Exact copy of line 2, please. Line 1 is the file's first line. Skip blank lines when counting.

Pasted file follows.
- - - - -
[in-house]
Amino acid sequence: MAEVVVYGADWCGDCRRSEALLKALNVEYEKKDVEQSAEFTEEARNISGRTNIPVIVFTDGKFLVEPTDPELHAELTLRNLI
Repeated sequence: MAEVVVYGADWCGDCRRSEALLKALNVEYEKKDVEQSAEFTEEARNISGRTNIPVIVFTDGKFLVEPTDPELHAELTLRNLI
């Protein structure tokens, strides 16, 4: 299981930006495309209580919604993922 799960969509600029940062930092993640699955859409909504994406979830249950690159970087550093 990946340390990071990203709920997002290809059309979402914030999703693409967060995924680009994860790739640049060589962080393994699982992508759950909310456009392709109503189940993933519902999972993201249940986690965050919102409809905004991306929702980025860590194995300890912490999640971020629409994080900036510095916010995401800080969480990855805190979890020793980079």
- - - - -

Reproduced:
Amino acid sequence: MAEVVVYGADWCGDCRRSEALLKALNVEYEKKDVEQSAEFTEEARNISGRTNIPVIVFTDGKFLVEPTDPELHAELTLRNLI